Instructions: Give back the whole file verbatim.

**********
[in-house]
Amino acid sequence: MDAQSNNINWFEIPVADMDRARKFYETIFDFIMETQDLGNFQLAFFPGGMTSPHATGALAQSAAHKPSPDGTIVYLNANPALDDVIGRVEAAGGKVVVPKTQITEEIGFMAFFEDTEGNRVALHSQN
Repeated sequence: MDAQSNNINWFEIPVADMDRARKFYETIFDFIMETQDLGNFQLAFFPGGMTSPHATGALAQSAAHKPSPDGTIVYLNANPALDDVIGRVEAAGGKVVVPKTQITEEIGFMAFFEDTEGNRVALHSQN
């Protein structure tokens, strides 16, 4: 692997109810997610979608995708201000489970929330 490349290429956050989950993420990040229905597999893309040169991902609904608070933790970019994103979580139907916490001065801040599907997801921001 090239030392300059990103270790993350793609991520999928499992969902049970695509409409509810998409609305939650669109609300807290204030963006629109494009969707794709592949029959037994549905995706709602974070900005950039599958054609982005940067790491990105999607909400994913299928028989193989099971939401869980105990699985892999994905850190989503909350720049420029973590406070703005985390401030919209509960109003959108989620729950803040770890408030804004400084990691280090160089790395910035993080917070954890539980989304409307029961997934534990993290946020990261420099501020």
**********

[in-house]
Amino acid sequence: MDAQSNNINWFEIPVADMDRARKFYETIFDFIMETQDLGNFQLAFFPGGMTSPHATGALAQSAAHKPSPDGTIVYLNANPALDDVIGRVEAAGGKVVVPKTQITEEIGFMAFFEDTEGNRVALHSQN
Repeated sequence: MDAQSNNINWFEIPVADMDRARKFYETIFDFIMETQDLGNFQLAFFPGGMTSPHATGALAQSAAHKPSPDGTIVYLNANPALDDVIGRVEAAGGKVVVPKTQITEEIGFMAFFEDTEGNRVALHSQN
């Protein structure tokens, strides 16, 4: 692997109810997610979608995708201000489970929330 490349290429956050989950993420990040229905597999893309040169991902609904608070933790970019994103979580139907916490001065801040599907997801921001 090239030392300059990103270790993350793609991520999928499992969902049970695509409409509810998409609305939650669109609300807290204030963006629109494009969707794709592949029959037994549905995706709602974070900005950039599958054609982005940067790491990105999607909400994913299928028989193989099971939401869980105990699985892999994905850190989503909350720049420029973590406070703005985390401030919209509960109003959108989620729950803040770890408030804004400084990691280090160089790395910035993080917070954890539980989304409307029961997934534990993290946020990261420099501020």